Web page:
Daily Briefs . . .

State Senate votes to give judges a pay raise

LANSING, Mich. (AP) — Michigan judges would get a raise under a bill moving forward in the Legislature.
The Senate voted 33-3 Thursday for legislation increasing judges’ salaries at the same rate as future pay hikes given to administrators in state government. The bill would apply to state appeals court judges and circuit, district and probate judges.

Their pay now is based on salaries paid to Michigan Supreme Court justices, whose raises can only be approved by lawmakers.

A fiscal analysis says if the bill were in place five years ago, an appeals judge earning $151,000 would be making $12,000 more. A circuit judge making around $140,000 would be earning at least $11,000 more.

State government’s non-unionized employees usually get raises similar to what unionized workers get.
The legislation next goes to the House.

 

Pro bono legal day planned by IABAM

The Italian American Bar Association of Michigan will host a Pro Bono Day on Wednesday, May 20.

“Volunteer attorneys for the IABAM will be available at no charge to provide general guidance on a broad range of topics, including immigration, family law, real estate, general business, and employment law,” said Mark Aiello, secretary of the IABAM.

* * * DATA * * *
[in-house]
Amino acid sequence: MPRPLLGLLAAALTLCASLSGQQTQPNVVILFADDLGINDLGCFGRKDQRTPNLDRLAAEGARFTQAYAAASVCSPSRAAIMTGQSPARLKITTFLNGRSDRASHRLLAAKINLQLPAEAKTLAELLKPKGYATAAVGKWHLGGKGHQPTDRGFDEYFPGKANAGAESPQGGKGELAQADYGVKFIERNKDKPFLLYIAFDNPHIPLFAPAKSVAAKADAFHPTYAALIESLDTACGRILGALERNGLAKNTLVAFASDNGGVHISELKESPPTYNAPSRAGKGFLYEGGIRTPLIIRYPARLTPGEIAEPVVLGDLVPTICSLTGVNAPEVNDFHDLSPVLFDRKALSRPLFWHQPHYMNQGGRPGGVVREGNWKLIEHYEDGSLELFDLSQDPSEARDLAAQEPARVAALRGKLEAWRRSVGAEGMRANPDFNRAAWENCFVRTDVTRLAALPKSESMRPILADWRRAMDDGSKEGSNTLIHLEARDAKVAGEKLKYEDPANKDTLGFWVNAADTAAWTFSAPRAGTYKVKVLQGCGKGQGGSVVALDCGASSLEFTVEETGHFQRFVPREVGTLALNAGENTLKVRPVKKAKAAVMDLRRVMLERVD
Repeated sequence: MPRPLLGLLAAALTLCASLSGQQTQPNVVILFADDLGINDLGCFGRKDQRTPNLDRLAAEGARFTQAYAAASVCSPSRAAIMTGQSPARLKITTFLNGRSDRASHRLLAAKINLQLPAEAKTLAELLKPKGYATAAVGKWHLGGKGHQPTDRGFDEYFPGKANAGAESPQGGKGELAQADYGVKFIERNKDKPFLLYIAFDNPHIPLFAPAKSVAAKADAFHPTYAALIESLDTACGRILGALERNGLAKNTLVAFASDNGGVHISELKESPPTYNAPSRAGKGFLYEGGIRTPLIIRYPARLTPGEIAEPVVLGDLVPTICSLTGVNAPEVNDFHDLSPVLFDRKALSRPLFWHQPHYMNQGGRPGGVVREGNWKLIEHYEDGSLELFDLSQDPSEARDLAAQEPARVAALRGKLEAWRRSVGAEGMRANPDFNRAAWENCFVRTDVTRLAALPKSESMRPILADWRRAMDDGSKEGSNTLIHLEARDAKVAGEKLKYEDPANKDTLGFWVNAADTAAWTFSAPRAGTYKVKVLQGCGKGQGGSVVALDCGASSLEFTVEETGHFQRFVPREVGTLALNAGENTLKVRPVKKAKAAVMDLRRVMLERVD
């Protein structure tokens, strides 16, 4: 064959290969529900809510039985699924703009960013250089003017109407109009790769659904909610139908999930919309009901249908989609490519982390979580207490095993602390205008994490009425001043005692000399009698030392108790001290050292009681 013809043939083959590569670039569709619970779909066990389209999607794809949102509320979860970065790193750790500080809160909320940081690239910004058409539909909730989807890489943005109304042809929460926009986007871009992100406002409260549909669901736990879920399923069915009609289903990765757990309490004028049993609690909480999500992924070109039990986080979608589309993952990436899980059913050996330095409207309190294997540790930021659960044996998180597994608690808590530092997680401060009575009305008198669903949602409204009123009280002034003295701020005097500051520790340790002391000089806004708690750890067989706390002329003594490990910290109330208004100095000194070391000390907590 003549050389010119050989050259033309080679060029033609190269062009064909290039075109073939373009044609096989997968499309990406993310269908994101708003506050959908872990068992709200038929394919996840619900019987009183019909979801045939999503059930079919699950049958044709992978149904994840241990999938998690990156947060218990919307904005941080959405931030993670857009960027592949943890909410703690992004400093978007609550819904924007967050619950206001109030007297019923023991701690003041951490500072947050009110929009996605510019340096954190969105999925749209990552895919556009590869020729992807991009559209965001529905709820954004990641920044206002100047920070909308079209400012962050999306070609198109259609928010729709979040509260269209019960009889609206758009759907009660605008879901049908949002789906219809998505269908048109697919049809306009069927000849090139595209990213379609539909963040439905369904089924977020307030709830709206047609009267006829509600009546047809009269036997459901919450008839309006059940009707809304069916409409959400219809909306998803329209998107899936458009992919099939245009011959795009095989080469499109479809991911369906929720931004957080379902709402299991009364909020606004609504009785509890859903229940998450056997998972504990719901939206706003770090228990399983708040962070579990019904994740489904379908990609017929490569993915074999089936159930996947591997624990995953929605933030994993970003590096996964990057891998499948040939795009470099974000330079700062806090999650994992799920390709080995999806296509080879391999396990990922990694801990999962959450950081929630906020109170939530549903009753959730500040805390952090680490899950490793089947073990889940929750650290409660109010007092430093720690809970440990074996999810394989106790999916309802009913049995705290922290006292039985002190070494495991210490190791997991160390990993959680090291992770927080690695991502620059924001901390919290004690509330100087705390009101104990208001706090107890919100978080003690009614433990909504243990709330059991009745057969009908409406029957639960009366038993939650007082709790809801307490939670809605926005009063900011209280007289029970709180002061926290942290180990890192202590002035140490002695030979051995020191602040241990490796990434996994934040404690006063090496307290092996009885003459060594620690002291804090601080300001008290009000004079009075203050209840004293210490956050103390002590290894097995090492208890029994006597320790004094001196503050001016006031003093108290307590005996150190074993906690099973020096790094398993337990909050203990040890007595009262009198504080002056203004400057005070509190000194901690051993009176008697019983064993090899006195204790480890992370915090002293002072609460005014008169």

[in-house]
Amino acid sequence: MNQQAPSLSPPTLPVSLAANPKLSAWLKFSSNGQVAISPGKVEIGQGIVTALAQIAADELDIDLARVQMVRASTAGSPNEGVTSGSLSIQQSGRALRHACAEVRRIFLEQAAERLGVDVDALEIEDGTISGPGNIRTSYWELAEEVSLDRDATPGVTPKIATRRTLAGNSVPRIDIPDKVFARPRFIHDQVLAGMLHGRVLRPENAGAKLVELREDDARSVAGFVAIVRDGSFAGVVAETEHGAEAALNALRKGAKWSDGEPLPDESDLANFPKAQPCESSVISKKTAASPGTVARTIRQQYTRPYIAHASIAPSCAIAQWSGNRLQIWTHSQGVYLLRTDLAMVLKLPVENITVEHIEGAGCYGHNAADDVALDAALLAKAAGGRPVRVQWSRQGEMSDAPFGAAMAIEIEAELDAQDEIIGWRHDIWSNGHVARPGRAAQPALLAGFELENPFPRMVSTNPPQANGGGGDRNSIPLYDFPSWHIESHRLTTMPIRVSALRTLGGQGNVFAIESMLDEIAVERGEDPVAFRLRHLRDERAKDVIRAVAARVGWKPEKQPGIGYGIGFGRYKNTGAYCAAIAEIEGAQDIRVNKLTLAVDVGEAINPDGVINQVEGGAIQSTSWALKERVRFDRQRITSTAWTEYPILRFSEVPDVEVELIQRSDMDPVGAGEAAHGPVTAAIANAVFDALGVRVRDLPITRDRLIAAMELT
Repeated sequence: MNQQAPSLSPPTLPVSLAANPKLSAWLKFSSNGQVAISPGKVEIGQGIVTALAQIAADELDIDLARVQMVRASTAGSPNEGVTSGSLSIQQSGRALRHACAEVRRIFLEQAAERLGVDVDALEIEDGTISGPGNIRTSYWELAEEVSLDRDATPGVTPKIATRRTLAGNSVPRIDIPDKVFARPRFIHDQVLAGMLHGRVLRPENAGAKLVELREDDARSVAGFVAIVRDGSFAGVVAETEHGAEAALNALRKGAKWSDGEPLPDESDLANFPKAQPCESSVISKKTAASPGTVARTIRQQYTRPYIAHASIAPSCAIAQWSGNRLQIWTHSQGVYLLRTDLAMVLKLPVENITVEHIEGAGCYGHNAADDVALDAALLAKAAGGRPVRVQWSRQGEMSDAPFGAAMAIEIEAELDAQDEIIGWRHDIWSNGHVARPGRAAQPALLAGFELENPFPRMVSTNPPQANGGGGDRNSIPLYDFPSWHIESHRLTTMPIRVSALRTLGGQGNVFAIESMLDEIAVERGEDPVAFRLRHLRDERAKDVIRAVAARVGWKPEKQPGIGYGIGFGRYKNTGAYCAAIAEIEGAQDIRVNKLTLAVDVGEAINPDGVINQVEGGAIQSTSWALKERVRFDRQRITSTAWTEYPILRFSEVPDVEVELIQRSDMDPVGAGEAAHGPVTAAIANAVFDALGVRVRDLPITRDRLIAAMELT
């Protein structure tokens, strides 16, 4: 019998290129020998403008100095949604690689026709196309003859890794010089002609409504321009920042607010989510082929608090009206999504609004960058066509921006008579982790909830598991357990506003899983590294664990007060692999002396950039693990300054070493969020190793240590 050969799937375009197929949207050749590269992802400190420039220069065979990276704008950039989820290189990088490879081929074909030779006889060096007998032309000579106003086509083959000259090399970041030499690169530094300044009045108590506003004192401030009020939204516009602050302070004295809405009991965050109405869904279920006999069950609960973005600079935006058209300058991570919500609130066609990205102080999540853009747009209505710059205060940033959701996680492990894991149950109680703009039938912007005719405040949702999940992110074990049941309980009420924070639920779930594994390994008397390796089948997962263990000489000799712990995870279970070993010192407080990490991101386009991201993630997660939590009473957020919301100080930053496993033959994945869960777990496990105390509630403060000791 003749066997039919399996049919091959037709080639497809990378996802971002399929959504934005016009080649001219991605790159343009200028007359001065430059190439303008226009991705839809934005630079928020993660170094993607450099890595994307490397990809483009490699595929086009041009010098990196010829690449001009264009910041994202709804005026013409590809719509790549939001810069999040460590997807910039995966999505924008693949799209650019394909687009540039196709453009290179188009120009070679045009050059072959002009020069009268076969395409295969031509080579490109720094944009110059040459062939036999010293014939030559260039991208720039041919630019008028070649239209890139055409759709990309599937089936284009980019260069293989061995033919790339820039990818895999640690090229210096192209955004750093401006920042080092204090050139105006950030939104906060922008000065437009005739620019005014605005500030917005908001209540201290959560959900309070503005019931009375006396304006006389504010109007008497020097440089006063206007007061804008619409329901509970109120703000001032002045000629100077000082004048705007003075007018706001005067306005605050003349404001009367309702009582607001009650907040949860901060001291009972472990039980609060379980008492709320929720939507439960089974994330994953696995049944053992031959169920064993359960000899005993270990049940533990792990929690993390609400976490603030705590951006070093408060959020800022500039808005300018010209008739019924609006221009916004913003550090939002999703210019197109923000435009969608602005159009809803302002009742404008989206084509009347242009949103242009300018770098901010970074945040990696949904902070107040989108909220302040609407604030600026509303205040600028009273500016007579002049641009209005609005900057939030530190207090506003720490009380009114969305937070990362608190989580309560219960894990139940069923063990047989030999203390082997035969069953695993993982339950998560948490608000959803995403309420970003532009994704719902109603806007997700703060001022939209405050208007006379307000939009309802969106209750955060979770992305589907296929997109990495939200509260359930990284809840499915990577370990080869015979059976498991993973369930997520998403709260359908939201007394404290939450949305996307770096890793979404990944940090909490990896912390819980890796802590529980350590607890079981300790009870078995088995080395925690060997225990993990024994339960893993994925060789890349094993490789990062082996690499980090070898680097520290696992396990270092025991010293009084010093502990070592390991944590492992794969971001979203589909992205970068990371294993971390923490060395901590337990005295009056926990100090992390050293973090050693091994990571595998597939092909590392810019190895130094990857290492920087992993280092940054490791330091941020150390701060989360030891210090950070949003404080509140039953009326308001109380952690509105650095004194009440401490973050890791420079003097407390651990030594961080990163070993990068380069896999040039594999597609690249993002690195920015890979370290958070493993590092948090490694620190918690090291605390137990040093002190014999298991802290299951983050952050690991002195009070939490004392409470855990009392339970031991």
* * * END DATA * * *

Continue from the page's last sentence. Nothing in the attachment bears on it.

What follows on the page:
The event will be held at the Italian American Cultural Society (IACS) from 6-8 p.m., and is “intended to promote legal education and fulfill this organization’s general commitment to the community,” according to Aiello. The IACS is located at 43843 Romeo Plank Road in Clinton Township.
For more information, visit www.iabam.com.

 

Leaders urge patience in police beating probe

INKSTER, Mich. (AP) — City leaders urged public patience Thursday as authorities investigate the arrest of a black motorist who was pulled from his car, repeatedly punched in the head by a white police officer and subdued with a stun gun in suburban Detroit.

The city manager, police chief and local religious and community leaders appeared at a news conference in Inkster, the 25,000-person city where Floyd Dent was arrested two months ago. Dent, 57, says he was innocent and trying to protect himself, while police counter he refused to pull over, resisted arrest and threatened them.

Video of Dent’s bloody arrest first aired on WDIV-TV, a Detroit station, on Tuesday night. In it, an officer repeatedly punches Dent in the head while another officer tries to handcuff him. Dent’s face and shirt are bloodied.

Inkster Police Chief Vicki Yost said she was notified about the incident on the night it happened in late January and “immediately ordered the investigation” that is being carried out by the Michigan State Police.
Inkster City Manager Richard Marsh Jr. said “action will be taken accordingly,” but first, “we need to let this investigation take place.”

Yost did not provide a timetable for how long the investigation will last and said no one should “rush to any conclusions.”
 

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